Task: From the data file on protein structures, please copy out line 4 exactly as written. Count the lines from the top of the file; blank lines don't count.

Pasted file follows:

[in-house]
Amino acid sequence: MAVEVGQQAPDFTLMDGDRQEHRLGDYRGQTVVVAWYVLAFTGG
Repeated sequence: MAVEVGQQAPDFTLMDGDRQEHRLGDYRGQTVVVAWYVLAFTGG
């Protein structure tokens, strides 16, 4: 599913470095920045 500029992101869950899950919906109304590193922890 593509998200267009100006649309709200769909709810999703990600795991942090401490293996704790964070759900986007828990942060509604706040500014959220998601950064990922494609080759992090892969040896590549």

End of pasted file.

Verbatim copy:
């Protein structure tokens, strides 16, 4: 599913470095920045 500029992101869950899950919906109304590193922890 593509998200267009100006649309709200769909709810999703990600795991942090401490293996704790964070759900986007828990942060509604706040500014959220998601950064990922494609080759992090892969040896590549």